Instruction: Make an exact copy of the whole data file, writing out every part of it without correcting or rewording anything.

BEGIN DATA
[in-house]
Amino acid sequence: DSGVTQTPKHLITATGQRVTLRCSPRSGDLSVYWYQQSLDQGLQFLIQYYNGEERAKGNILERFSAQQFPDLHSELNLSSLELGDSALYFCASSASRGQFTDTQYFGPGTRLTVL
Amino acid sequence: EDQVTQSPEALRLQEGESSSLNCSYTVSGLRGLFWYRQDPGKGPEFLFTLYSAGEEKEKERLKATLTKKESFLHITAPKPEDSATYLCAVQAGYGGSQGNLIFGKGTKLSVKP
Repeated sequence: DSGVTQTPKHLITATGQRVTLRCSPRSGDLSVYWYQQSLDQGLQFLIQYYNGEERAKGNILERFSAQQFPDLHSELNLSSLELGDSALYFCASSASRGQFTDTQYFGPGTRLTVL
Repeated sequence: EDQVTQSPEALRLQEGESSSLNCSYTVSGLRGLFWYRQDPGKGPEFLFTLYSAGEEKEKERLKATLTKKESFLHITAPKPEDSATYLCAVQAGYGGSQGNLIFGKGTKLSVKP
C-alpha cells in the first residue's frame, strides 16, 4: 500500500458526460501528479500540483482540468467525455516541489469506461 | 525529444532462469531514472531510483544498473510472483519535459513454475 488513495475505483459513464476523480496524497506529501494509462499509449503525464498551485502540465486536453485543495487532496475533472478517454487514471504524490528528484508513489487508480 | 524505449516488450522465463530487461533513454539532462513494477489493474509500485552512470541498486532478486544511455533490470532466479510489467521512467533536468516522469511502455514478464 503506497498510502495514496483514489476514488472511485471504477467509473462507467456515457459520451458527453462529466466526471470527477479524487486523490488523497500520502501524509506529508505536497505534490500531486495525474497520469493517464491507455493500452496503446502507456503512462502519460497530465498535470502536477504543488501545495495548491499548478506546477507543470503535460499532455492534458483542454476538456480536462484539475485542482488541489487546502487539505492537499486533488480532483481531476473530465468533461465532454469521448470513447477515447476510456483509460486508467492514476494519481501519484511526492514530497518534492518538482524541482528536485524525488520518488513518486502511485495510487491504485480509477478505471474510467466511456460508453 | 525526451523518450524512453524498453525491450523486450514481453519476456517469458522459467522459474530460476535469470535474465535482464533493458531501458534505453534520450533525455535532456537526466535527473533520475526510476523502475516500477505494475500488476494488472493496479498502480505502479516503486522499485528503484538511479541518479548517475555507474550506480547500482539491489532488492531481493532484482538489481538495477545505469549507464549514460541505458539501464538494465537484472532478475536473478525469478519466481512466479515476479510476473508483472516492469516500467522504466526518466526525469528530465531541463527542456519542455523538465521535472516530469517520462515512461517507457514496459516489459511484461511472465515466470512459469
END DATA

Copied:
[in-house]
Amino acid sequence: DSGVTQTPKHLITATGQRVTLRCSPRSGDLSVYWYQQSLDQGLQFLIQYYNGEERAKGNILERFSAQQFPDLHSELNLSSLELGDSALYFCASSASRGQFTDTQYFGPGTRLTVL
Amino acid sequence: EDQVTQSPEALRLQEGESSSLNCSYTVSGLRGLFWYRQDPGKGPEFLFTLYSAGEEKEKERLKATLTKKESFLHITAPKPEDSATYLCAVQAGYGGSQGNLIFGKGTKLSVKP
Repeated sequence: DSGVTQTPKHLITATGQRVTLRCSPRSGDLSVYWYQQSLDQGLQFLIQYYNGEERAKGNILERFSAQQFPDLHSELNLSSLELGDSALYFCASSASRGQFTDTQYFGPGTRLTVL
Repeated sequence: EDQVTQSPEALRLQEGESSSLNCSYTVSGLRGLFWYRQDPGKGPEFLFTLYSAGEEKEKERLKATLTKKESFLHITAPKPEDSATYLCAVQAGYGGSQGNLIFGKGTKLSVKP
C-alpha cells in the first residue's frame, strides 16, 4: 500500500458526460501528479500540483482540468467525455516541489469506461 | 525529444532462469531514472531510483544498473510472483519535459513454475 488513495475505483459513464476523480496524497506529501494509462499509449503525464498551485502540465486536453485543495487532496475533472478517454487514471504524490528528484508513489487508480 | 524505449516488450522465463530487461533513454539532462513494477489493474509500485552512470541498486532478486544511455533490470532466479510489467521512467533536468516522469511502455514478464 503506497498510502495514496483514489476514488472511485471504477467509473462507467456515457459520451458527453462529466466526471470527477479524487486523490488523497500520502501524509506529508505536497505534490500531486495525474497520469493517464491507455493500452496503446502507456503512462502519460497530465498535470502536477504543488501545495495548491499548478506546477507543470503535460499532455492534458483542454476538456480536462484539475485542482488541489487546502487539505492537499486533488480532483481531476473530465468533461465532454469521448470513447477515447476510456483509460486508467492514476494519481501519484511526492514530497518534492518538482524541482528536485524525488520518488513518486502511485495510487491504485480509477478505471474510467466511456460508453 | 525526451523518450524512453524498453525491450523486450514481453519476456517469458522459467522459474530460476535469470535474465535482464533493458531501458534505453534520450533525455535532456537526466535527473533520475526510476523502475516500477505494475500488476494488472493496479498502480505502479516503486522499485528503484538511479541518479548517475555507474550506480547500482539491489532488492531481493532484482538489481538495477545505469549507464549514460541505458539501464538494465537484472532478475536473478525469478519466481512466479515476479510476473508483472516492469516500467522504466526518466526525469528530465531541463527542456519542455523538465521535472516530469517520462515512461517507457514496459516489459511484461511472465515466470512459469